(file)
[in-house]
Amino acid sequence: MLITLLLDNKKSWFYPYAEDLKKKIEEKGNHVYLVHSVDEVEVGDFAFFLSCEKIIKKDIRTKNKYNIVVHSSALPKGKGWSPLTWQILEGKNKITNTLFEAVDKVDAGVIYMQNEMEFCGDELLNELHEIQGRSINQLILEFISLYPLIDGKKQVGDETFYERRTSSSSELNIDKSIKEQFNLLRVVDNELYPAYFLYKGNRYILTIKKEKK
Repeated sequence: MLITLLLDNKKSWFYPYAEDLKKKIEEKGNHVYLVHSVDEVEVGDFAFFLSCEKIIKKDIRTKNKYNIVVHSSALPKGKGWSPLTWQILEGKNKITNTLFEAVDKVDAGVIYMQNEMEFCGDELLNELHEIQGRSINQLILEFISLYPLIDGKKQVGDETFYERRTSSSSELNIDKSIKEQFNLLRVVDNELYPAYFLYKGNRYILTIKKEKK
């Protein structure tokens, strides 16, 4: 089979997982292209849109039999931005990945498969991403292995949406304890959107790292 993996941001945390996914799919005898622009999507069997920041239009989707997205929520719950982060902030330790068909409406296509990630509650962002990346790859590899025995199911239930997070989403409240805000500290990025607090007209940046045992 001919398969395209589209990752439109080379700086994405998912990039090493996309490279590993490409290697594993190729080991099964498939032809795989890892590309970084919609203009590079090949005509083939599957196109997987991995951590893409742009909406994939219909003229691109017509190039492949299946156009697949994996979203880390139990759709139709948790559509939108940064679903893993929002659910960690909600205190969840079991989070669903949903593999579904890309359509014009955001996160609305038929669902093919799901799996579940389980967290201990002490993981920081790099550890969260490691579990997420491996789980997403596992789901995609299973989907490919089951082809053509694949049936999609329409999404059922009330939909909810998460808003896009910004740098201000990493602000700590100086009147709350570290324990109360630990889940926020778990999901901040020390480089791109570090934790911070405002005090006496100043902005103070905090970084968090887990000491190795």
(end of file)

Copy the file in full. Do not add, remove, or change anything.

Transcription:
[in-house]
Amino acid sequence: MLITLLLDNKKSWFYPYAEDLKKKIEEKGNHVYLVHSVDEVEVGDFAFFLSCEKIIKKDIRTKNKYNIVVHSSALPKGKGWSPLTWQILEGKNKITNTLFEAVDKVDAGVIYMQNEMEFCGDELLNELHEIQGRSINQLILEFISLYPLIDGKKQVGDETFYERRTSSSSELNIDKSIKEQFNLLRVVDNELYPAYFLYKGNRYILTIKKEKK
Repeated sequence: MLITLLLDNKKSWFYPYAEDLKKKIEEKGNHVYLVHSVDEVEVGDFAFFLSCEKIIKKDIRTKNKYNIVVHSSALPKGKGWSPLTWQILEGKNKITNTLFEAVDKVDAGVIYMQNEMEFCGDELLNELHEIQGRSINQLILEFISLYPLIDGKKQVGDETFYERRTSSSSELNIDKSIKEQFNLLRVVDNELYPAYFLYKGNRYILTIKKEKK
């Protein structure tokens, strides 16, 4: 089979997982292209849109039999931005990945498969991403292995949406304890959107790292 993996941001945390996914799919005898622009999507069997920041239009989707997205929520719950982060902030330790068909409406296509990630509650962002990346790859590899025995199911239930997070989403409240805000500290990025607090007209940046045992 001919398969395209589209990752439109080379700086994405998912990039090493996309490279590993490409290697594993190729080991099964498939032809795989890892590309970084919609203009590079090949005509083939599957196109997987991995951590893409742009909406994939219909003229691109017509190039492949299946156009697949994996979203880390139990759709139709948790559509939108940064679903893993929002659910960690909600205190969840079991989070669903949903593999579904890309359509014009955001996160609305038929669902093919799901799996579940389980967290201990002490993981920081790099550890969260490691579990997420491996789980997403596992789901995609299973989907490919089951082809053509694949049936999609329409999404059922009330939909909810998460808003896009910004740098201000990493602000700590100086009147709350570290324990109360630990889940926020778990999901901040020390480089791109570090934790911070405002005090006496100043902005103070905090970084968090887990000491190795």